Managing Windows Servers with Terminal Services

As a side note, whenever you add or remove Windows components, you will always be prompted to configure which Terminal Services mode is required, regardless if you haven’t made any changes to Terminal Services. This is by design, and does not affect any of your current Terminal Services settings and configurations.

In Remote Admin mode, you are only allowed to make 2 concurrent connections to your server. Just keep that in mind if you’re sharing remote admin responsibilities with your co-workers, and suddenly this error pops up: “The Terminal Server has exceeded the maximum number of allowed connections“. In Application Server mode, as long as you have a valid Terminal Services Client License, or are connecting from a Windows 2000/XP Professional workstation, you can make a connection. If you have any concerns on the performance impact your server might experience by installing Terminal Services, when installed, it uses up very little system resources and won’t degrade performance.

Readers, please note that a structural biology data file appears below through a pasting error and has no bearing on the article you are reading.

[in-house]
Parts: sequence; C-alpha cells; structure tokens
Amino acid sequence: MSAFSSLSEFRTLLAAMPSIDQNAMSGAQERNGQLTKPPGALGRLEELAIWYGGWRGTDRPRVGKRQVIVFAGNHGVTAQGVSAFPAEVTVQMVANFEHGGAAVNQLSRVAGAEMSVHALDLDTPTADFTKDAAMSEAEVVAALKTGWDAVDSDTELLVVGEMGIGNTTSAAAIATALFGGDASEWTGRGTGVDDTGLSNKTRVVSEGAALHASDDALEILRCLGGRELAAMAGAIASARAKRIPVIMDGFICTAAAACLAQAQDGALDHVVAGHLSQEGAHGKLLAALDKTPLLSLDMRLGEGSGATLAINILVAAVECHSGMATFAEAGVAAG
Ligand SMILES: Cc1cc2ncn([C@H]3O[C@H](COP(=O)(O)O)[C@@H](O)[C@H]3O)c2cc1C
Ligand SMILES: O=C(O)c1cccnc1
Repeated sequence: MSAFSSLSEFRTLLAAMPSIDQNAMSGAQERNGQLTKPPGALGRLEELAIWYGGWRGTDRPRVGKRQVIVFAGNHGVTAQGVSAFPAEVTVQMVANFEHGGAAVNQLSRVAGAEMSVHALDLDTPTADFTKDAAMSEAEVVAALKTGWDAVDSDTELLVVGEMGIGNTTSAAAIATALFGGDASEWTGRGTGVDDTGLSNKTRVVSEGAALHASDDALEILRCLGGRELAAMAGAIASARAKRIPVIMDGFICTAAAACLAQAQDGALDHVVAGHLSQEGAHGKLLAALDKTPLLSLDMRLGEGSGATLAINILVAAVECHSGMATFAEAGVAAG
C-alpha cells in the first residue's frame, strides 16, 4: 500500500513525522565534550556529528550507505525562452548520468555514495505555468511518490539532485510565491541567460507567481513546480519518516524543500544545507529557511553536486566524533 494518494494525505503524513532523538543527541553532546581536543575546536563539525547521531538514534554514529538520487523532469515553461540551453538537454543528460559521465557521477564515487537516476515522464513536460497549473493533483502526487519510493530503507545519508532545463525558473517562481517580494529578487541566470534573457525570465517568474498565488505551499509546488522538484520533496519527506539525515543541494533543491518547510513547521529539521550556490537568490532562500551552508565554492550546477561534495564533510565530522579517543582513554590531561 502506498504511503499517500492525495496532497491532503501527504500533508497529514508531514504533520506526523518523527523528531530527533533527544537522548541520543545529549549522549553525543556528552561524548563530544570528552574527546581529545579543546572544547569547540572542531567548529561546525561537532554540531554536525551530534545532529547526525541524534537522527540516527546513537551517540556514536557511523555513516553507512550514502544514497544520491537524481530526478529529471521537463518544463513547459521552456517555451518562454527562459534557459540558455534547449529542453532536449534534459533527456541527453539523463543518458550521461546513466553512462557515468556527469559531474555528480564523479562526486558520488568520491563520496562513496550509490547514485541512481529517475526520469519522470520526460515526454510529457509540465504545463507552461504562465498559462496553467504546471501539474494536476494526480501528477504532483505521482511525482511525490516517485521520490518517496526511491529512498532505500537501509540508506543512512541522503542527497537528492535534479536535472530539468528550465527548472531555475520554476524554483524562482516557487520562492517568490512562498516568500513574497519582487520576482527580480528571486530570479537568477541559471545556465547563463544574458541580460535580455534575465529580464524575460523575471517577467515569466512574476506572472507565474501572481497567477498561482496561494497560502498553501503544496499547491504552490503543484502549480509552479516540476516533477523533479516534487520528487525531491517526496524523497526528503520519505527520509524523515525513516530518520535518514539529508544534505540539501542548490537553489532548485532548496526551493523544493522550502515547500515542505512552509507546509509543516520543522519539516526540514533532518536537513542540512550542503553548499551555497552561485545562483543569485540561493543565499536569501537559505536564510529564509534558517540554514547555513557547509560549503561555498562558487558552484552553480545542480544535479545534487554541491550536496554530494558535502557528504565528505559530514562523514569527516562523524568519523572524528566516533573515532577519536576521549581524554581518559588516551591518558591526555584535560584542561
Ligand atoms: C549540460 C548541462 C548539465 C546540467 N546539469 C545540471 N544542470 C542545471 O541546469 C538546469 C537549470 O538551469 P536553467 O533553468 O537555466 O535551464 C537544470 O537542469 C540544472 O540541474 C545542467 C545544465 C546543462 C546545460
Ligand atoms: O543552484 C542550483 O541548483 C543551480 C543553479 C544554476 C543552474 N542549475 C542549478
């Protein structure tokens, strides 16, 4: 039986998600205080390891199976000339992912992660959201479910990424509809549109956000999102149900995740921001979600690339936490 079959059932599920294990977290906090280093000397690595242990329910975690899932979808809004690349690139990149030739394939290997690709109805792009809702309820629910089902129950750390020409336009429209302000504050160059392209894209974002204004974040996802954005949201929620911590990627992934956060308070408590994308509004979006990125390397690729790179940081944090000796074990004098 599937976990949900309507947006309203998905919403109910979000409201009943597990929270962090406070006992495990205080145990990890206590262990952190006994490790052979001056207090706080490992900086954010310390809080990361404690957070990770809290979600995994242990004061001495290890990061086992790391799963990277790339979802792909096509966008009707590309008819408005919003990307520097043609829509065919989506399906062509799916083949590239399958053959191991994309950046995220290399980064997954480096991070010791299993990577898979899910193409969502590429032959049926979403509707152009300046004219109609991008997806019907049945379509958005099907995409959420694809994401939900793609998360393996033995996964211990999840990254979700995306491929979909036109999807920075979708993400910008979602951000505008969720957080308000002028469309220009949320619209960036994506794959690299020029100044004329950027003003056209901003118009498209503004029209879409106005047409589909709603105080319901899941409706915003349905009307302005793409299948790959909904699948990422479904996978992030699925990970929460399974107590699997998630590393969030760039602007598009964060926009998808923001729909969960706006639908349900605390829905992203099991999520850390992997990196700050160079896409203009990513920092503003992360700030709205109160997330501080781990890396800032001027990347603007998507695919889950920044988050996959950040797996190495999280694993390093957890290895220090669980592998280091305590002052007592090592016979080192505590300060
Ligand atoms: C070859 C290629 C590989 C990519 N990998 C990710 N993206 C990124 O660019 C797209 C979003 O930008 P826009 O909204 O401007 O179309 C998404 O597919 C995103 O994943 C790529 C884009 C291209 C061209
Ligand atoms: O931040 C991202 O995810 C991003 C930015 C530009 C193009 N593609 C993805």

Once Terminal Services is installed on your server, you’re now ready to make a client connection. There are several client connection options available to you, which makes connectivity from multiple devices and platforms possible, and quite frankly, pretty easy. Microsoft provides a Terminal Services Advanced Client, which is a Win32-based ActiveX control (COM object) that can be used to run Terminal Services sessions within Internet Explorer (IE 5 or later); a standard 16-bit and 32-bit Windows Client; an enhanced 32-bit Windows Client, called Remote Desktop Client, which was released with Windows XP, and finally a handheld client, developed for Windows CE, which allows you to remotely administer your server using a Pocket PC. Using Third-Party Add-ons, you can administer your Win 2K server from non-Windows clients as well.